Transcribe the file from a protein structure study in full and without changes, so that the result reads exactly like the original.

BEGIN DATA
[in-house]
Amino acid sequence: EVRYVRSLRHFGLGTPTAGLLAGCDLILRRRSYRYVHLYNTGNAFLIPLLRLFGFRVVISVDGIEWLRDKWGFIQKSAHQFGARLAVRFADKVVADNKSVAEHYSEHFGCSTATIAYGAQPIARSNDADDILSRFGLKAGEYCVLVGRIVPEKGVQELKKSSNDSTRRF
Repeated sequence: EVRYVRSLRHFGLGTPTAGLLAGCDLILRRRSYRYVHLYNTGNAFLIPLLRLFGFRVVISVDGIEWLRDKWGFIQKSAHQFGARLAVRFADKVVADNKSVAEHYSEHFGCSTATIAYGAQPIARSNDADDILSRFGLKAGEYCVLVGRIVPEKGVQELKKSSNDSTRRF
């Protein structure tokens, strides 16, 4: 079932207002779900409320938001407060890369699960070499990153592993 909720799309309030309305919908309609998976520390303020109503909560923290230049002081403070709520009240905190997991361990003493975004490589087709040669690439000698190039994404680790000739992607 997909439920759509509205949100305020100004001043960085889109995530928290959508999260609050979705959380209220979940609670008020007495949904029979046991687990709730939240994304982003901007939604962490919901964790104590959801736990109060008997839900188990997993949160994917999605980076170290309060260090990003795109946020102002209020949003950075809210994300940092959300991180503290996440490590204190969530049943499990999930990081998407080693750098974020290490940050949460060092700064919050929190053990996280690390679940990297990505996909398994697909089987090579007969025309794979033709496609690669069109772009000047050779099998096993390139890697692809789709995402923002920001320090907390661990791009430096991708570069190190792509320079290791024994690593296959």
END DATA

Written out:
[in-house]
Amino acid sequence: EVRYVRSLRHFGLGTPTAGLLAGCDLILRRRSYRYVHLYNTGNAFLIPLLRLFGFRVVISVDGIEWLRDKWGFIQKSAHQFGARLAVRFADKVVADNKSVAEHYSEHFGCSTATIAYGAQPIARSNDADDILSRFGLKAGEYCVLVGRIVPEKGVQELKKSSNDSTRRF
Repeated sequence: EVRYVRSLRHFGLGTPTAGLLAGCDLILRRRSYRYVHLYNTGNAFLIPLLRLFGFRVVISVDGIEWLRDKWGFIQKSAHQFGARLAVRFADKVVADNKSVAEHYSEHFGCSTATIAYGAQPIARSNDADDILSRFGLKAGEYCVLVGRIVPEKGVQELKKSSNDSTRRF
């Protein structure tokens, strides 16, 4: 079932207002779900409320938001407060890369699960070499990153592993 909720799309309030309305919908309609998976520390303020109503909560923290230049002081403070709520009240905190997991361990003493975004490589087709040669690439000698190039994404680790000739992607 997909439920759509509205949100305020100004001043960085889109995530928290959508999260609050979705959380209220979940609670008020007495949904029979046991687990709730939240994304982003901007939604962490919901964790104590959801736990109060008997839900188990997993949160994917999605980076170290309060260090990003795109946020102002209020949003950075809210994300940092959300991180503290996440490590204190969530049943499990999930990081998407080693750098974020290490940050949460060092700064919050929190053990996280690390679940990297990505996909398994697909089987090579007969025309794979033709496609690669069109772009000047050779099998096993390139890697692809789709995402923002920001320090907390661990791009430096991708570069190190792509320079290791024994690593296959």